By Audrey Stallsmith
"Fifty years?" said the woman who set up the tent for my parents’ golden anniversary celebration. "That’s pretty unusual these days, isn’t it?"
It was a blistering Saturday in mid-July. The rented tables proved to be so non-stick we found it impossible to attach streamers to them. We set the food bowls and trays atop containers of ice and, before our three-hour open house concluded, the cold cuts had sunk like the Titanic. Since people don’t eat much when they’re hot, we had almost enough melon and pasta salads and chopped vegetables left over to have supplied that ill-fated luxury liner, but the punch and iced tea ran out after the first hour.
At least the thunderstorm waited until the party was over to crash it. From the safety of the house, we watched a deluge descend on the abandoned tent. And we crowed with delight as the gold and white helium-filled balloons, which had originally bobbed just under the canvas ceiling, began to spurt merrily out of the shelter on every side.
Mom and Dad could have told the tent woman that a good marriage, like our party, has its difficult patches. But, if you stick around for the long haul, you’ll find the storms bring out the best in you. The same can be said for our relationship with God.
Couples from my parents’ generation are more likely to hang onto their marriages because they were raised during the Depression. After that, they never expected anything to be easy! And, since divorce was still disgraceful at the time they wed, many of them simply never considered it an option.
Neither did Christ. He allowed what was to Him the cutting apart of a single body only under the most extreme circumstances. "No man may divorce what God has joined together. . . Anyone who divorces his wife, except for fornication, and marries another, commits adultery." (Matthew 19:6b, 9b LB)
The innocent spouse is, as He points out, not at fault if he/she can no longer live with the betrayer. And I suspect Christ would advise the victim of abuse to leave as well since, by staying, he/she implies there is nothing wrong with what the abuser is doing.
But, although modern Christians rightly protest about exceptions becoming the rule in the case of abortion, they apparently divorce as much as nonbelievers do. If they can’t remain faithful to the spouses they have seen, how do they expect to remain faithful to the God they haven’t?
Chesterton writes in one of his columns, "People must be tied together in order to talk; for twenty minutes at a dance or for forty years in a marriage. . .if anything is to be got out of the relation, it must be a secure one." Elsewhere he asserts, "to be entirely romantic a thing must be irrevocable." And, in The Defendant, he notes "a phrase which is a black and white contradiction in two words--‘free-love’. . .It is the nature of love to bind itself."
That binding is necessary because we all change. But love, as Shakespeare pens so eloquently in one of his sonnets, "is not love that alters when it alteration finds." On the contrary, it accepts change as adventure and adapts. In his book, On Happiness, Pierre Teilhard de Chardin describes true union as "a continual discovery and a continual conquest."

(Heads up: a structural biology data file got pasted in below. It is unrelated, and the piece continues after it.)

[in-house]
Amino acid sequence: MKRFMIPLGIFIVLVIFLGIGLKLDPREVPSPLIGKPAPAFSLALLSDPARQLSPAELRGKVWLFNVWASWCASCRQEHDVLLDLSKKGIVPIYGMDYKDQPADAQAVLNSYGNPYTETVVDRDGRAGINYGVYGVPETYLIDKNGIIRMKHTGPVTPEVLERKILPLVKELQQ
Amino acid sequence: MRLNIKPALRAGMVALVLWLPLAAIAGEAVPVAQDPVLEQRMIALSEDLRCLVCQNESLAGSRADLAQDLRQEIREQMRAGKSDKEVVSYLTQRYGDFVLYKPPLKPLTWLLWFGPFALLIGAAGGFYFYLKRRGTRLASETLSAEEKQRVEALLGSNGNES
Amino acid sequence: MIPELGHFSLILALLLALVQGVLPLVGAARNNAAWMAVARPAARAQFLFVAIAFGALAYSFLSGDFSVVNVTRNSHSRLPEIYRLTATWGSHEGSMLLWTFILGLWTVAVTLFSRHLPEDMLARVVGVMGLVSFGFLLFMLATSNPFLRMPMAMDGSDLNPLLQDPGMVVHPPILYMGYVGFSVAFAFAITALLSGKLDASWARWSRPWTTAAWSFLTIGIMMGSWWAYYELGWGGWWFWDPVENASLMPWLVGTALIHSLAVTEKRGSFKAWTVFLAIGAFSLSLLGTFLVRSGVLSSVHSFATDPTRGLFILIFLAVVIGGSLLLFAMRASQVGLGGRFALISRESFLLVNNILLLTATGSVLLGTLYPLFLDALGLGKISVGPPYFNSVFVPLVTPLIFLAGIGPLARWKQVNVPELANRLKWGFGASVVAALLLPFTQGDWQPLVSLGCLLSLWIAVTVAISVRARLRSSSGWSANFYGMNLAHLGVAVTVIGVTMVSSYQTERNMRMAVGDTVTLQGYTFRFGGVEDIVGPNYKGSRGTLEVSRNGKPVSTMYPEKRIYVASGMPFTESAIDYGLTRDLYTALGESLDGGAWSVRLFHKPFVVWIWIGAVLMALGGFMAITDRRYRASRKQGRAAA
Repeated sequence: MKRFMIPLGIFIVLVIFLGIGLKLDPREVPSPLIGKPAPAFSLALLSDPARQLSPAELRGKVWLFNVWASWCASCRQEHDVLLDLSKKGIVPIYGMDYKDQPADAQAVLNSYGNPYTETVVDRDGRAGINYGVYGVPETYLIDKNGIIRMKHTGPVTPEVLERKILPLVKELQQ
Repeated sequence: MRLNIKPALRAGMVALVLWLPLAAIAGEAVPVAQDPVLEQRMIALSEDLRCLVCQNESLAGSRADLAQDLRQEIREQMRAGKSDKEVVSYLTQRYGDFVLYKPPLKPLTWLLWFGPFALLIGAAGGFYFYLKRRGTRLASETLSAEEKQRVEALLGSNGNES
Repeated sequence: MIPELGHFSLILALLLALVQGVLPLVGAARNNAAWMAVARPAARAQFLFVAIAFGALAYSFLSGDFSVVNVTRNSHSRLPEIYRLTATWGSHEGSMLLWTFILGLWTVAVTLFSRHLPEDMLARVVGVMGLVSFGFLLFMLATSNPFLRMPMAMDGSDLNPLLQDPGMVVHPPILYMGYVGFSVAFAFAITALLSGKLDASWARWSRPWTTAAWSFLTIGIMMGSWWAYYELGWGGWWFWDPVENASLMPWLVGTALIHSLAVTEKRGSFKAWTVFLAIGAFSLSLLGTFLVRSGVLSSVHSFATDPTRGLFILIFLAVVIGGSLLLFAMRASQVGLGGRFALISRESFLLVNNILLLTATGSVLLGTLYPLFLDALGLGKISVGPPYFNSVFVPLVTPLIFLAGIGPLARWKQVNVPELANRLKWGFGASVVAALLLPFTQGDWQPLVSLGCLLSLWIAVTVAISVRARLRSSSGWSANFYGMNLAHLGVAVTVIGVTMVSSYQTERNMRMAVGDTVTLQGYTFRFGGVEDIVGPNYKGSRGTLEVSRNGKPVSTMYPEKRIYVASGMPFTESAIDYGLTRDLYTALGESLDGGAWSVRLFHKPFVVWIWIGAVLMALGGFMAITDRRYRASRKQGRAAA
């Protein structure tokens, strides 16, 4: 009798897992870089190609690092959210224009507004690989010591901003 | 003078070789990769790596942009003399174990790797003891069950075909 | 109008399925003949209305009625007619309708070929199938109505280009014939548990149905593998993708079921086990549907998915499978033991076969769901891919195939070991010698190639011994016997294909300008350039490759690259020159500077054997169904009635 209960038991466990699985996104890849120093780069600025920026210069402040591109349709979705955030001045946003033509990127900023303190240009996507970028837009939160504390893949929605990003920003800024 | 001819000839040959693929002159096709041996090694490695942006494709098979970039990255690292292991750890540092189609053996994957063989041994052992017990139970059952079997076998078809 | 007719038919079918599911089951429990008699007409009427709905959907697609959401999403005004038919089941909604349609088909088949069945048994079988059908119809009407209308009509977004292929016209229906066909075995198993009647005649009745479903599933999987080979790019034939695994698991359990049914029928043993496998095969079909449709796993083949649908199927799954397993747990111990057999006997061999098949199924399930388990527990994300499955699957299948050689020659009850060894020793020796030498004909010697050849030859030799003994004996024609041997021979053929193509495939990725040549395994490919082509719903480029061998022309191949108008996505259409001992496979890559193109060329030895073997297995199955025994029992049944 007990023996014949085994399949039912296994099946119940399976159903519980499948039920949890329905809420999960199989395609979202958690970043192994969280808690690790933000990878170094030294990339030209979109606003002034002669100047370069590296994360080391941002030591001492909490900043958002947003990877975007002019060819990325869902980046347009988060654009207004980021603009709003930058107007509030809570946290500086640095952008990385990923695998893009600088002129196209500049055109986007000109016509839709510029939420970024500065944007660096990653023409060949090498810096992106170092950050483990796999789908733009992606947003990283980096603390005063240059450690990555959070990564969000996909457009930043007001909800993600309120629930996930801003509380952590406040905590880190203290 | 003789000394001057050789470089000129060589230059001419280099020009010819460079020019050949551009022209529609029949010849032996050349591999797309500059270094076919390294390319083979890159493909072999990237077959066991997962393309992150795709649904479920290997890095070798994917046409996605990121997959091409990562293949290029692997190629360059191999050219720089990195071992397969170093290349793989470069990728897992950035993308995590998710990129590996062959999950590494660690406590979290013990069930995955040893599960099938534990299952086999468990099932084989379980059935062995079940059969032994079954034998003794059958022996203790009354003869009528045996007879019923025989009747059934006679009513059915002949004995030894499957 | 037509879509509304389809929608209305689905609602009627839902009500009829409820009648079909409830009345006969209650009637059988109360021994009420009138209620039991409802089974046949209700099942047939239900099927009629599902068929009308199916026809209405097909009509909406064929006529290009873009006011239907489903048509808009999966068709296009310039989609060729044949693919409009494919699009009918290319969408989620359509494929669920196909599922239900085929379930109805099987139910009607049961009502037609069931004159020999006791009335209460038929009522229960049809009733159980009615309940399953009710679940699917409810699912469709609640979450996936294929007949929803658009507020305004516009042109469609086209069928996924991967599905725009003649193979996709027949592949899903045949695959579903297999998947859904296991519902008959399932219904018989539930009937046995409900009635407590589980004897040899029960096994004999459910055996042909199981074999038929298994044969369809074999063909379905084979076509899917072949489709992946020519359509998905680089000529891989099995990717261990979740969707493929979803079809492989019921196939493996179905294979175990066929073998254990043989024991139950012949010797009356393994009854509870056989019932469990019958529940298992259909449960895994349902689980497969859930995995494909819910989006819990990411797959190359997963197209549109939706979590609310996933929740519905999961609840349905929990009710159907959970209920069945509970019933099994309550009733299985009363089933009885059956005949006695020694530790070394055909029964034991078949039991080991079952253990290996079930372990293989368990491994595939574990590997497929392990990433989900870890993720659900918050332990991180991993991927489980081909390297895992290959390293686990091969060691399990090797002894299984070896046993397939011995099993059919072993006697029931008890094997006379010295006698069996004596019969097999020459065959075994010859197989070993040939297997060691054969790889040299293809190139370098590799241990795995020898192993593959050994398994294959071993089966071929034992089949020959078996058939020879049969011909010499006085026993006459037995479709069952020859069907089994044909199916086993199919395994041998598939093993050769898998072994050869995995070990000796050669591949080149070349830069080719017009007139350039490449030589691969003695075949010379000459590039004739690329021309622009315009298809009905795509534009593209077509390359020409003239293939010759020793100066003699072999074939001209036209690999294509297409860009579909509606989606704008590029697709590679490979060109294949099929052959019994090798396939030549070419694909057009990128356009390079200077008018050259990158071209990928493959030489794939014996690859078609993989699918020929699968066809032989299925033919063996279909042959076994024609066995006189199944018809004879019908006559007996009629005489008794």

So it’s not the people who abandon their marriages or their God who are the true explorers, but the ones who stay! In Christian Behavior, C. S. Lewis concludes bad people live "a sheltered life by always giving in."
The modern hedonist thinks he can have the pleasure of love (sex) without having to limit himself to one lover. "The monstrosity of sexual intercourse outside marriage," Lewis informs us in Mere Christianity, "is that those who indulge in it are trying to isolate one kind of union (the sexual) from all the other kinds of union which were intended to go along with it and make up the total union. It is like trying to get the pleasures of taste without swallowing and digesting, by chewing things and spitting them out again."
Sentimentalists, on the other hand, abandon their marriages every time they fall "out of love" with their current partner. (These, I would venture, are probably the same people who "backslide" every time they no longer feel God’s presence.) As George MacDonald once wryly noted in What's Mine's Mine, instead of saying "they had a feeling," it might be more correct to say "a feeling had them."
It is the commitment that keeps a covenant relationship alive, not our up-and-down emotions. "Love," Dietrich Bonhoeffer writes in "A Wedding Sermon from Prison," "comes from you, but marriage from above, from God. As God is high above man, so high are the sanctity, the rights, and the promise of marriage above those of love. It is not your love that sustains the marriage, but the marriage that sustains your love."
Or, as Don Francisco expressed it in his song "Love Is Not a Feeling," "Jesus didn’t die for you because it was fun. He hung there for love, because it had to be done. And, in spite of the anguish, his word was fulfilled. ‘Cause love is not a feeling; it’s an act of your will."
God couldn’t order us to love Him, if love is an emotion that we can’t control. After all, we occasionally find God hard to live with too! And, if we are feeling distant from Him, it’s often for the same reason we feel distant from a spouse or friend. Because we haven’t been acting as if we love that person. At a writers’ conference, Tony Campolo told us, "It’s the action that creates the feeling. You act and then you feel." We too often expect it to be the other way around.
Lewis agrees, advising, "Ask yourself, ‘If I were sure that I loved God, what would I do?’ And go and do it." He would probably offer the same counsel to those who are having trouble with their marriages. "Ask yourself, ‘If I were sure that I loved my spouse, what would I do?’ And go and do it."